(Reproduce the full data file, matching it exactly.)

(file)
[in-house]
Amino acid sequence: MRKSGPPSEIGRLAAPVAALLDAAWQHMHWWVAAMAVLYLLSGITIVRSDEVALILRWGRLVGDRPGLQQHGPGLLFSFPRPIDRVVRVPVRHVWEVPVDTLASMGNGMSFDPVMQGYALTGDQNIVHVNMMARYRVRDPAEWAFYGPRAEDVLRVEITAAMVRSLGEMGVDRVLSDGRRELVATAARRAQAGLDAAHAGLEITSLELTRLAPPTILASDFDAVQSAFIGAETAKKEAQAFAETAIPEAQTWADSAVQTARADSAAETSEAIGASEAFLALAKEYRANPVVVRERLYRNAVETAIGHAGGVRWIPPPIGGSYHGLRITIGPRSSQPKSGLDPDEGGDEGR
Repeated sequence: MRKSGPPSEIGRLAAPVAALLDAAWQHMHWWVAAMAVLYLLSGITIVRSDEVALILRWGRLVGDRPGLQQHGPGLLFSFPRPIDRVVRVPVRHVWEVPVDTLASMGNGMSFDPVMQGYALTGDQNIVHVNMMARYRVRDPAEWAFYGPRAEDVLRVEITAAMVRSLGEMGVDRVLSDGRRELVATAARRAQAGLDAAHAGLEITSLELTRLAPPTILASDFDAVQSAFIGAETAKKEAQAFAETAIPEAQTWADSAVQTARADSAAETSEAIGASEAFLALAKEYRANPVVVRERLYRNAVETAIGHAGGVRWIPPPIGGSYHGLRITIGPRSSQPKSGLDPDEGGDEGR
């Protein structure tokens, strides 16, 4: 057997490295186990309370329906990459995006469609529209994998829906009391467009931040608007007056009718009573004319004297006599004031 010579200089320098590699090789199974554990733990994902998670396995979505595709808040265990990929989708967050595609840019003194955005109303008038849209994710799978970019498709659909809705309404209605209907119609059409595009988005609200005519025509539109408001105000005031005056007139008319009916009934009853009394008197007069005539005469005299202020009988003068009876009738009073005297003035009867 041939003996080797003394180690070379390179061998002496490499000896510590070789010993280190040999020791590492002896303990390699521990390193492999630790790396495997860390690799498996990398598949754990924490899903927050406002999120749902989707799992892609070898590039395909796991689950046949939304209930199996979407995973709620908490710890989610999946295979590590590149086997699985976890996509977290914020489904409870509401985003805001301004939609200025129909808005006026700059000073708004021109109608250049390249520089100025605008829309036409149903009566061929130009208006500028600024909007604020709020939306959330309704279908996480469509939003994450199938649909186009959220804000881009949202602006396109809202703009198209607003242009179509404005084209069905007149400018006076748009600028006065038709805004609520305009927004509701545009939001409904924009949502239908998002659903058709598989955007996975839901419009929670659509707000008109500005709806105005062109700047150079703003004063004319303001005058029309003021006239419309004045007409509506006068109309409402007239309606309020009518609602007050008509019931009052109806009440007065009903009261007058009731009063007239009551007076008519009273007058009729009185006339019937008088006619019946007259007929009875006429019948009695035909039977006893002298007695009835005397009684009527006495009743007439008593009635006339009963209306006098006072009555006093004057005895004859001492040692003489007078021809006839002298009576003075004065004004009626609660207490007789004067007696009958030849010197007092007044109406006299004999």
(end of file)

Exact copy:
[in-house]
Amino acid sequence: MRKSGPPSEIGRLAAPVAALLDAAWQHMHWWVAAMAVLYLLSGITIVRSDEVALILRWGRLVGDRPGLQQHGPGLLFSFPRPIDRVVRVPVRHVWEVPVDTLASMGNGMSFDPVMQGYALTGDQNIVHVNMMARYRVRDPAEWAFYGPRAEDVLRVEITAAMVRSLGEMGVDRVLSDGRRELVATAARRAQAGLDAAHAGLEITSLELTRLAPPTILASDFDAVQSAFIGAETAKKEAQAFAETAIPEAQTWADSAVQTARADSAAETSEAIGASEAFLALAKEYRANPVVVRERLYRNAVETAIGHAGGVRWIPPPIGGSYHGLRITIGPRSSQPKSGLDPDEGGDEGR
Repeated sequence: MRKSGPPSEIGRLAAPVAALLDAAWQHMHWWVAAMAVLYLLSGITIVRSDEVALILRWGRLVGDRPGLQQHGPGLLFSFPRPIDRVVRVPVRHVWEVPVDTLASMGNGMSFDPVMQGYALTGDQNIVHVNMMARYRVRDPAEWAFYGPRAEDVLRVEITAAMVRSLGEMGVDRVLSDGRRELVATAARRAQAGLDAAHAGLEITSLELTRLAPPTILASDFDAVQSAFIGAETAKKEAQAFAETAIPEAQTWADSAVQTARADSAAETSEAIGASEAFLALAKEYRANPVVVRERLYRNAVETAIGHAGGVRWIPPPIGGSYHGLRITIGPRSSQPKSGLDPDEGGDEGR
């Protein structure tokens, strides 16, 4: 057997490295186990309370329906990459995006469609529209994998829906009391467009931040608007007056009718009573004319004297006599004031 010579200089320098590699090789199974554990733990994902998670396995979505595709808040265990990929989708967050595609840019003194955005109303008038849209994710799978970019498709659909809705309404209605209907119609059409595009988005609200005519025509539109408001105000005031005056007139008319009916009934009853009394008197007069005539005469005299202020009988003068009876009738009073005297003035009867 041939003996080797003394180690070379390179061998002496490499000896510590070789010993280190040999020791590492002896303990390699521990390193492999630790790396495997860390690799498996990398598949754990924490899903927050406002999120749902989707799992892609070898590039395909796991689950046949939304209930199996979407995973709620908490710890989610999946295979590590590149086997699985976890996509977290914020489904409870509401985003805001301004939609200025129909808005006026700059000073708004021109109608250049390249520089100025605008829309036409149903009566061929130009208006500028600024909007604020709020939306959330309704279908996480469509939003994450199938649909186009959220804000881009949202602006396109809202703009198209607003242009179509404005084209069905007149400018006076748009600028006065038709805004609520305009927004509701545009939001409904924009949502239908998002659903058709598989955007996975839901419009929670659509707000008109500005709806105005062109700047150079703003004063004319303001005058029309003021006239419309004045007409509506006068109309409402007239309606309020009518609602007050008509019931009052109806009440007065009903009261007058009731009063007239009551007076008519009273007058009729009185006339019937008088006619019946007259007929009875006429019948009695035909039977006893002298007695009835005397009684009527006495009743007439008593009635006339009963209306006098006072009555006093004057005895004859001492040692003489007078021809006839002298009576003075004065004004009626609660207490007789004067007696009958030849010197007092007044109406006299004999």